Dani had been trying to leave for a bit to check out other stuff in the first place.

    And I learned a valuable lesson about opening a game in a mercantile venue.

    We returned to the violet-mannequin's mat, where a grisly-looking blender and a threadbare bellhop's uniform caught the eye most out of all the other assorted junk left for sale. Milton's near-featureless mask seemed to prompt the shopkeeper to beckon him over, whereupon Spar demanded to know about a random item and got a demonstration of the Screaming Blender as a commentary on how much of the goods was pretty much exactly as it seemed.

    Milton used Inanimate Communion on the bellhop uniform and determined two things. Firstly, it was a Shiftingthread Shirt, which was basically a multitool if all the tools you could ever need were mundane worker's uniforms. Secondly, it had last been used in a dark and slightly-flooded tunnel by a man with wriggling worms for skin.

    Milton asked how much for the spooky magic jacket and got himself a quest prompt.

    The vendor took one of the violets from its head and asked wordlessly that it be placed at certain point in Chicago, chiefly the Pillar of Fire sculpture in front of the Fire Academy. Milton's secondhand Market Sense told him it was a fair shake.

    After a comical misunderstanding which shall not be described here, the Clerk voluntarily got his pledge to complete the task Sealed and the three children he's oathbound to help tried their damnedest to stop snickering at him.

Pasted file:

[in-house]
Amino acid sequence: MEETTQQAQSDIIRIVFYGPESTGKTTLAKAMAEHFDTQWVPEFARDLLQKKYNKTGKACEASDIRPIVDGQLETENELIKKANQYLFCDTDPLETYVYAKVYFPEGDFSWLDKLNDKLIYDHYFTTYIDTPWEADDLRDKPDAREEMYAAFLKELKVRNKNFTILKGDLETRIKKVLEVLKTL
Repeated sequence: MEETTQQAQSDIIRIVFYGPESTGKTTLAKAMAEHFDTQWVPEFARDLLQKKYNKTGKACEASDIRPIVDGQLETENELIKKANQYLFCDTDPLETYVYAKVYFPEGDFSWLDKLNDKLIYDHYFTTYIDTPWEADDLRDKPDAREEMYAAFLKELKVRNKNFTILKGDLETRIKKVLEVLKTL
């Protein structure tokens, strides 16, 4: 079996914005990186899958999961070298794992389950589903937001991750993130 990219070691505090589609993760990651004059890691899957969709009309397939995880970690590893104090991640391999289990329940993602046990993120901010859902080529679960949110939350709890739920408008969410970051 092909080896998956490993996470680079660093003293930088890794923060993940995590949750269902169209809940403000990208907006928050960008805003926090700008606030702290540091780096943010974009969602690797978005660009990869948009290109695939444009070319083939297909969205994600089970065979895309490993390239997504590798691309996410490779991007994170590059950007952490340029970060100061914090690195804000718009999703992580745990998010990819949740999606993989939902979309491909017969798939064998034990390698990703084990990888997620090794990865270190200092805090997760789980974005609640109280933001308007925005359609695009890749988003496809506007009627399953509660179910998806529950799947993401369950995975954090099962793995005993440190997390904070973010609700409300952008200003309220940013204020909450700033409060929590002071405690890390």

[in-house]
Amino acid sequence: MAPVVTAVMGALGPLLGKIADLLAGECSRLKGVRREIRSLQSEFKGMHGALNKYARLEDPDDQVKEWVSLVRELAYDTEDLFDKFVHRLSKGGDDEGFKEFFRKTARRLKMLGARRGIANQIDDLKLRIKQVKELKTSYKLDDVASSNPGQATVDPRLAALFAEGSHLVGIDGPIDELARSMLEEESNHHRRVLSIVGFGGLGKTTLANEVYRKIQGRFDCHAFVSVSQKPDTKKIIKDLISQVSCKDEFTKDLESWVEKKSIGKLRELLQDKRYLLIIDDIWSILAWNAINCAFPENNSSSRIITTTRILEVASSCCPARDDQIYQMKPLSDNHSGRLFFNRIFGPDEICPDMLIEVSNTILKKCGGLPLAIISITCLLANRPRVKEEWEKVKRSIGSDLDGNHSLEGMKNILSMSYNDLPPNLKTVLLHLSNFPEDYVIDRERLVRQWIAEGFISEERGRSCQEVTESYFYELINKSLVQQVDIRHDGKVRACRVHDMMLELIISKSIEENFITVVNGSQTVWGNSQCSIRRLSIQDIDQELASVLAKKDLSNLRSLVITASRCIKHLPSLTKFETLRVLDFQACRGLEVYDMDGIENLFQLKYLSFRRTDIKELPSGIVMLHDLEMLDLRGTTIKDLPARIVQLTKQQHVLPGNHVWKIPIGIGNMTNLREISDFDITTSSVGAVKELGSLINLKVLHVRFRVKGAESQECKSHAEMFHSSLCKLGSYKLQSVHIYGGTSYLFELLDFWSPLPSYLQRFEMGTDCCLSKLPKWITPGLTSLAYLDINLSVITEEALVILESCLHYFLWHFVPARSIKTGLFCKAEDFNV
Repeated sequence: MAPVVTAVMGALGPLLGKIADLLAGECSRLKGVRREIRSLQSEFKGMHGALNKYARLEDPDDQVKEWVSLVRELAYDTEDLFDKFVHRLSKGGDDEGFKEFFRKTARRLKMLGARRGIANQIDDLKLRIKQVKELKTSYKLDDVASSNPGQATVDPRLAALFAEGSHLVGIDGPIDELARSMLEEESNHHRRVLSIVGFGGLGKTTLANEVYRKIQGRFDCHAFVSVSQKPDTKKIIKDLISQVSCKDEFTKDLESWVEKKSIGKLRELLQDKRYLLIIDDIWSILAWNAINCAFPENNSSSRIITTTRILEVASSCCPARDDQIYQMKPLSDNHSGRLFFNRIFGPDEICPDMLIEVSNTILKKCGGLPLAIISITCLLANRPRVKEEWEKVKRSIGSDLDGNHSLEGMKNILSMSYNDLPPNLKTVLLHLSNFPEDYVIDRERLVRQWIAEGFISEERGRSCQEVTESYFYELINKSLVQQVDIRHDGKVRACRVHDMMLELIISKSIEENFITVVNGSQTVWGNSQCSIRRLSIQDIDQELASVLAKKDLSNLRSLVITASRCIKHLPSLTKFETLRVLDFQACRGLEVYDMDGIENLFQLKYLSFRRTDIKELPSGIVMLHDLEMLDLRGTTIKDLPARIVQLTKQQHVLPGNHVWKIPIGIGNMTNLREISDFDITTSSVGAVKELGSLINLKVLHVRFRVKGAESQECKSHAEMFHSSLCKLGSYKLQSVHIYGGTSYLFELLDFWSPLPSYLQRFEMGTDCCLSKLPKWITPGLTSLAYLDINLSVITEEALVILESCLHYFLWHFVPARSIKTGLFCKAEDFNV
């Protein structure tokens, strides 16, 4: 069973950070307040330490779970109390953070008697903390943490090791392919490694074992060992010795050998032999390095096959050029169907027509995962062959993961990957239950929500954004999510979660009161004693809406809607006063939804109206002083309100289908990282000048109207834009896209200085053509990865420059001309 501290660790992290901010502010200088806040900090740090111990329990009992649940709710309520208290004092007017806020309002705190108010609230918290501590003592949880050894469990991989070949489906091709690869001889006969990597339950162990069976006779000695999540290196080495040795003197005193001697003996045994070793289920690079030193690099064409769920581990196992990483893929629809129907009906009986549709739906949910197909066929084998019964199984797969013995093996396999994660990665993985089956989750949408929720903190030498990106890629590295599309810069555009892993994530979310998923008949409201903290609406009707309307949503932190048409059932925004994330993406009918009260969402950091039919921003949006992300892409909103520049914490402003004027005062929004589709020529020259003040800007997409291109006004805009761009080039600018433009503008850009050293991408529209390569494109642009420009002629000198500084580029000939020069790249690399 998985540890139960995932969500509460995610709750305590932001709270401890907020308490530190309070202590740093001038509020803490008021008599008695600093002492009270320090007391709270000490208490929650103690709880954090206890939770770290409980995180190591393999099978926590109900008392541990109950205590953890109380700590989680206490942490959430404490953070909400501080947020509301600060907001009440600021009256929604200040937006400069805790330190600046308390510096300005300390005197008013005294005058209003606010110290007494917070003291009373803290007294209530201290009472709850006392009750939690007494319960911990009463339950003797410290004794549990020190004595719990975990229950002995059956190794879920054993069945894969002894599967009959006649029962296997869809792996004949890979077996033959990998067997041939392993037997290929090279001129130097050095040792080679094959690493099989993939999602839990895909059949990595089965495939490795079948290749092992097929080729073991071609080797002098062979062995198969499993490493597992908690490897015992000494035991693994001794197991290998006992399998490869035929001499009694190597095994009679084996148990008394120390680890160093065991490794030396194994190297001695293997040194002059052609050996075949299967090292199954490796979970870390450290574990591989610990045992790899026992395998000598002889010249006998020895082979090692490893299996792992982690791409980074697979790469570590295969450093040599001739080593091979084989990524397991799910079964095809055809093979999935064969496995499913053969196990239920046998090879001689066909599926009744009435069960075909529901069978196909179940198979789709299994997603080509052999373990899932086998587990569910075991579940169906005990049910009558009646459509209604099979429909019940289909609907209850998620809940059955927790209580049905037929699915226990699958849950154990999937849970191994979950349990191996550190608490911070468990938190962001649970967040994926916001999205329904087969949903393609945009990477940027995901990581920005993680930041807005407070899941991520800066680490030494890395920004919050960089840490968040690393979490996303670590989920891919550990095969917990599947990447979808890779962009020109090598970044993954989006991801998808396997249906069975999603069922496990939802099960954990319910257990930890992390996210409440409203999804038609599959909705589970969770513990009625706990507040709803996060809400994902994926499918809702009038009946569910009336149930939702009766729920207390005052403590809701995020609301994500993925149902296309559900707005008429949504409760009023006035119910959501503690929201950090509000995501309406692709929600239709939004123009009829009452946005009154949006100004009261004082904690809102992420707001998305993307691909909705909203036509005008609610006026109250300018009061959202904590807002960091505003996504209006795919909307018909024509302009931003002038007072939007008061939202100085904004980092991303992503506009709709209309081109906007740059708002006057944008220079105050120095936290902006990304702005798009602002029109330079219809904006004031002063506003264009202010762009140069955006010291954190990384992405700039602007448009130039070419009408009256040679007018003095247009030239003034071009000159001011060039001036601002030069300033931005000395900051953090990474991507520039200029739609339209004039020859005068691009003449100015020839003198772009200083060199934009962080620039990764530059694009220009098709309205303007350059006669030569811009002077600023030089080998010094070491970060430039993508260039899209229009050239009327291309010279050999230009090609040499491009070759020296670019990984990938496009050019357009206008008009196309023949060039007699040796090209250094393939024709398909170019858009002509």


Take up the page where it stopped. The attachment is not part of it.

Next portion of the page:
Spar expressed a desire to find some goblin fruits, which Dani knew to be pretty easy to come by in a market setting, and the motley started heading in a direction following her lead, beginning the trip with a minor social faux pas.

    Then everything got uncomfortable.

    Dani explained the Fairest's error to him and it turned out Spar did not understand what a spouse was. In a fashion that lead directly into a headlock.

    After Dani stomped off, it was left to the gentlemen from the Wind Court to give technically-complementary answers and follow-up questions.

    Spar put on a brave face before confiding his stark and utter terror to Milton and prompting another round of technically-complementary explanations of the notions of marriage.

    The bachelors Johnson and Holt were nearly spared the agonies of having to explain love to an innocent houseplant by Danica's call to hurry along from up ahead when old-hand Johan had it impressed upon him just how fresh half the motley was just in time for the Ogre to hear about Spar's situation and feel bad.

    While this was going on, Spar fought off the mental breakdown prompted by unwittingly quoting Haddaway lyrics and picked up Acuity for the next week (It was Milton's fault).

    Johan got an abbreviated timetable of how long everyone had been back (about a month for Dani and Spar, a little over a year for Milton) and the motley's walking got them to one of the centerpieces of the Fool's Fair.

    One awkward silence later, they came across that perennial favorite Fair game, Chicago Roulette.